I’m what they call an anchor-reporter at WWJ. If it were up to me my business card would say, “Paid Informant.” I read radio news. Sometimes I just introduce someone else who is reporting the news.
That’s a far cry from a “Journalist,” but I’ve never been on the ground in a war, and the last time I uncovered corruption at City Hall, then-Detroit Mayor Coleman Young asked me to leave his city and never come back. Not much came of it, really; He got re-elected and I won an award for investigative reporting.
I do have 25 years in radio news, now, and I think I know a good story when I hear one. Each weekend, I put my head together with Producer Tim Kiska — who is no rookie at this, either — and we come up with a pretty good rundown of the “hard news” as well as the just plain interesting stories. That way listeners are sure to stay informed, without feeling beat over the head.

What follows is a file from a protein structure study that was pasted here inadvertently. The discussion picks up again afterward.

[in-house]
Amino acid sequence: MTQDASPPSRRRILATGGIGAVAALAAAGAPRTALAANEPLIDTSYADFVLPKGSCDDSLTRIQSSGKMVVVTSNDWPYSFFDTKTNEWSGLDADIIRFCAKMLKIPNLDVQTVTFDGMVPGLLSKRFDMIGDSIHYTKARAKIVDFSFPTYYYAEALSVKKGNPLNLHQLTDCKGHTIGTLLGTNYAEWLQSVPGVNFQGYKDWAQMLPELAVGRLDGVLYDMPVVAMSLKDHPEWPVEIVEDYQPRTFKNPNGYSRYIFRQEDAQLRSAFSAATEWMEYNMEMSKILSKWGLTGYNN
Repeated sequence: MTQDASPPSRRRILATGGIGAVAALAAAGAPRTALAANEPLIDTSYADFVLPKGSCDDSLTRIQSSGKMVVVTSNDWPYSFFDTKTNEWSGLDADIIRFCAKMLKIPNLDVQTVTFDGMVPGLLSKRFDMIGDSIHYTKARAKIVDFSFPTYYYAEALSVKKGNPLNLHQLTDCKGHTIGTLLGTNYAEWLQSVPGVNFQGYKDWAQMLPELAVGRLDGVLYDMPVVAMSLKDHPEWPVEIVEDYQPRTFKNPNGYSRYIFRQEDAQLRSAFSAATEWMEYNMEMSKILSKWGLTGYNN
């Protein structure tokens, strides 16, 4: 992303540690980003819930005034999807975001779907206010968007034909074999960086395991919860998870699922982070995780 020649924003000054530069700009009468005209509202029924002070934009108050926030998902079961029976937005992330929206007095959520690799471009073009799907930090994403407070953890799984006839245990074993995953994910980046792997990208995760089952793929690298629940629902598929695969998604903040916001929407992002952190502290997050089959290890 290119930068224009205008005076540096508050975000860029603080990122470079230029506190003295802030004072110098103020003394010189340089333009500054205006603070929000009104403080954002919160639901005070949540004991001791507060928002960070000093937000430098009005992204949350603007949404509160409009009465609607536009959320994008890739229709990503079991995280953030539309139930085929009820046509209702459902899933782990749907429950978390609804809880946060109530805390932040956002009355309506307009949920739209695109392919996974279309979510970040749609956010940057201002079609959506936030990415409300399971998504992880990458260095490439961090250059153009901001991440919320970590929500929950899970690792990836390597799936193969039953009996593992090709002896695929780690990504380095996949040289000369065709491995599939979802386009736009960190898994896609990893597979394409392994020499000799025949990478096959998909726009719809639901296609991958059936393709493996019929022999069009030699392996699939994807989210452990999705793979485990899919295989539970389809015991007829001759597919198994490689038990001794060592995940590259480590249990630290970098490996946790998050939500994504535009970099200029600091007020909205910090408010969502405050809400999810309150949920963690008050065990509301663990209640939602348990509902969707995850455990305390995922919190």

So tune in Sundays, Noon to 6 p.m., and give a listen. Then drop a line and let me know what you think, what we can do better, and what we shouldn’t do anymore. Don’t worry about offending; in this biz you either have thick skin or you get out. I haven’t left yet.
Officials say two Detroit firefighters were hurt as a series of blazes hit the city amid its annual Halloween season anti-arson campaign.
The west side Detroit home was firebombed just hours after the city’s Angels’ Night anti-arson campaign kicked off.
Police say a man was stabbed multiple times before being bound with duct tape during a home invasion.
One firefighter on the scene told WWJ the fire was one of several in the city overnight, leading him to wonder if Devil’s Night is starting early.
The girl’s mother went to pick them up from school around 4:10 p.m. Wednesday, but her daughters were nowhere to be found.
A fire investigation at a home in Highland Park led to an unusual discovery and a call to the Michigan State Police bomb squad.
Police say an employee inside the business met the would-be robber with a shotgun and held his ground.
Some Wayne County residents are upset construction activities are changing the country-like atmosphere of their neighborhood.
A man was robbed of his money, jewelry and even his clothing after being carjacked by two masked men on Detroit’s west side.
House flipping in the city of Detroit is hot, up 13 percent from the national average a year ago.